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DCTA set to grind tracks

Profile image for By Bj Lewis / Staff Writer
By Bj Lewis / Staff Writer

Officials: Work to help keep A-train running smoothly

Denton County Transportation Authority rail maintenance crews will begin a 10-day rail maintenance project Sunday.

The project, funded by a $204,000 capital project in the recently approved DCTA budget, will provide routine maintenance aimed at continuing smooth operations for A-train commuters.

The work will begin at 12:01 a.m. Sunday near the Trinity Mills station in Carrollton and continue north until the entire 21-mile corridor has been covered, according to Dee Leggett, vice president of communications and planning.

She said the work will continue until noon Sunday. Work will resume at 9 p.m. and continue to 4 a.m. Monday through Friday.

“If we still need to work through the next week, we will,” Leggett said. “We hope to get it done sooner than 10 days but we anticipate a 10-day work window.”

Rail grinding is required to retain the proper interface between the rails and the wheels of the trains that travel them. The project will extend the life of both the rails and train wheels.

Loram, a rail maintenance firm, will provide the grinding equipment, said Jarrod Varner, vice president of transit operations.

The machine used in the grinding is about the size of a locomotive and designed to do as much as possible to limit the amount of debris and sparks created throughout the process.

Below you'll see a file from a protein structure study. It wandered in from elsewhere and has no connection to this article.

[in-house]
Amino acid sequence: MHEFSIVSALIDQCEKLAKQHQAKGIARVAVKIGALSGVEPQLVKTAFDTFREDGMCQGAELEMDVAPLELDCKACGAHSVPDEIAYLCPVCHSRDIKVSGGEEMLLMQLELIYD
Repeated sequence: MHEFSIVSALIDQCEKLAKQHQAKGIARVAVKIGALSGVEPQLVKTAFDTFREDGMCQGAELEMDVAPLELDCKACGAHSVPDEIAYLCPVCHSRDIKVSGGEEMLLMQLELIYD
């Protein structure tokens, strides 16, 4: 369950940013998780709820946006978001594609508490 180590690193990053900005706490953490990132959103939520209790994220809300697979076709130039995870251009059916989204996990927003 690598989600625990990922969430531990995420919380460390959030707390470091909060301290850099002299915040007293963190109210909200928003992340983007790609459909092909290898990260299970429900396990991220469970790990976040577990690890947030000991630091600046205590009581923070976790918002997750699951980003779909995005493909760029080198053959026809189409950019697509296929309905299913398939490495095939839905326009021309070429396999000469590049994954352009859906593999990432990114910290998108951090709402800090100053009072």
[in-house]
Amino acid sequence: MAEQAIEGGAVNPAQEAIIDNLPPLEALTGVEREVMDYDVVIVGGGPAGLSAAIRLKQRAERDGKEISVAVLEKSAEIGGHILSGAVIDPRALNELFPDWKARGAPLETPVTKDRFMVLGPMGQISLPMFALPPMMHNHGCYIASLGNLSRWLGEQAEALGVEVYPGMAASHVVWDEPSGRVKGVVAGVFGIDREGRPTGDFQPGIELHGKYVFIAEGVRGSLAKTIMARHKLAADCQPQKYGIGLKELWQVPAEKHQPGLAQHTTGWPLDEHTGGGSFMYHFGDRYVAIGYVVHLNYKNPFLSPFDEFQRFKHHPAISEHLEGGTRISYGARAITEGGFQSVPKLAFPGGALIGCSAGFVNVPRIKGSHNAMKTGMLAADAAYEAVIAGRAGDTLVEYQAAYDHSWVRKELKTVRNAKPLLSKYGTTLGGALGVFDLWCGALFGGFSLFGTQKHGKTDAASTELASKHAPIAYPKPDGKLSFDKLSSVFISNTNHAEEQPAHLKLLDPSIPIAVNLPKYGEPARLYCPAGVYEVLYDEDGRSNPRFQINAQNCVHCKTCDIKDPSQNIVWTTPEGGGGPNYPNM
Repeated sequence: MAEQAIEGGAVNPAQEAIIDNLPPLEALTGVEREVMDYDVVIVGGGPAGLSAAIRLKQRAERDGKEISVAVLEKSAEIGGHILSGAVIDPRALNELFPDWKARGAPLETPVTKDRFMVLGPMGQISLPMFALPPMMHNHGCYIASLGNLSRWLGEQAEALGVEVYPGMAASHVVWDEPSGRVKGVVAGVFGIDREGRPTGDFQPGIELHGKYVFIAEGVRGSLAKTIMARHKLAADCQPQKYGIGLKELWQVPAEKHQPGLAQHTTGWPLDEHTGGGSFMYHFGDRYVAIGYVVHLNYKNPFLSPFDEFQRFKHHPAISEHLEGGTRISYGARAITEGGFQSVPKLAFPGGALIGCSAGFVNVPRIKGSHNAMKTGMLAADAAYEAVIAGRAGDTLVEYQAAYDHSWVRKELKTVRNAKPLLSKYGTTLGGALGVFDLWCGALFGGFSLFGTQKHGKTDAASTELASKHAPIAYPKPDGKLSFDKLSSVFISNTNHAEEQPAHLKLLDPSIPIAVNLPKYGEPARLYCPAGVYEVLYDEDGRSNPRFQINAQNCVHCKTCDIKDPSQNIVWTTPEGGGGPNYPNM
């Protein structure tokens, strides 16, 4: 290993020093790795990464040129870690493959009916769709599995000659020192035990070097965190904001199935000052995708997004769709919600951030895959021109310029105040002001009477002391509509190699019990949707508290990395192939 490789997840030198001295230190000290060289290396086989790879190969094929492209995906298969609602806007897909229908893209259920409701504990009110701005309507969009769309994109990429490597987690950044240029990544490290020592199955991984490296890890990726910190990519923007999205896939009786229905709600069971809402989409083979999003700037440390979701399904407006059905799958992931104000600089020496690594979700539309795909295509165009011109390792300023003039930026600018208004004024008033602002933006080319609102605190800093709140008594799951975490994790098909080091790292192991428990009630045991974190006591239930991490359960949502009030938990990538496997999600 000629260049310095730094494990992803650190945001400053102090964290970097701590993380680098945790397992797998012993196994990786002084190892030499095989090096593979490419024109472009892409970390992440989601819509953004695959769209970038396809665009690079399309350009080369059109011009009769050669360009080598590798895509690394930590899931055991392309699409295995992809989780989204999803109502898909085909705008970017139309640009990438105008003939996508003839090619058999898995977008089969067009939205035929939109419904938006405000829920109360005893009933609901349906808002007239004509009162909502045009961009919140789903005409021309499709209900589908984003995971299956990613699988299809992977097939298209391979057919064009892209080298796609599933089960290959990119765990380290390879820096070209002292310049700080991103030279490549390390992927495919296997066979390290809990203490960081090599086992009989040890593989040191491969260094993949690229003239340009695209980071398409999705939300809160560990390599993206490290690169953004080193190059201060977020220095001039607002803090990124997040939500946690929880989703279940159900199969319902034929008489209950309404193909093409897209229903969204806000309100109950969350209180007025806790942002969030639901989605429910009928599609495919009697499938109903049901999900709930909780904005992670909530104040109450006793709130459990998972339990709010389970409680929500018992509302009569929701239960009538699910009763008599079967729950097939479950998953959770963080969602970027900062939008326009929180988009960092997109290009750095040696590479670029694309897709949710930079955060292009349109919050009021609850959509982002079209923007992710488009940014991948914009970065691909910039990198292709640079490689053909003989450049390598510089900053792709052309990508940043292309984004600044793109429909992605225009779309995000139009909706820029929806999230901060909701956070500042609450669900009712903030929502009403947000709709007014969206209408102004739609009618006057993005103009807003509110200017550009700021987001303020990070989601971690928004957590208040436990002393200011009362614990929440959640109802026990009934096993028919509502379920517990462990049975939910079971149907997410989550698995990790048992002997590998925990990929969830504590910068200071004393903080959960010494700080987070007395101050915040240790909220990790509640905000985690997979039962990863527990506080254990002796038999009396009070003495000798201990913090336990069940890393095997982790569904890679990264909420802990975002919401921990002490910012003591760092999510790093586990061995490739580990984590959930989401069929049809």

“We have a four-person crew that will follow the equipment to do two things: fire prevention, and we have a signal maintainer to make sure as the vehicle comes through, that crossings work properly.”

The grinding will rid the tracks of mill scale, rust and other types of debris, Varner said.

“While we scrub the track on a regular basis, it doesn’t do it hard enough to replace the mill scale,” he said. “We have areas with significant rust built up. While the vehicles remove a certain amount of rust, periodically we need to come in and make sure [there is] clean wheel-to-rail contact.”

Because the rails run near the landfill in Lewisville, Varner noted that the tracks build up a type of film from the settling of the dust created by turnover at the facility.

“We feel that is material that needs to be cleaned off properly,” he said.

Varner said the grinding vehicle will put out the same amount of noise at the A-train’s rail cars.

“We recognize that this will cause some inconveniences to the community,” he said. “We will work swiftly and safely to keep any disruptions to a minimum.”

BJ LEWIS can be reached at 940-566-6875. His e-mail address is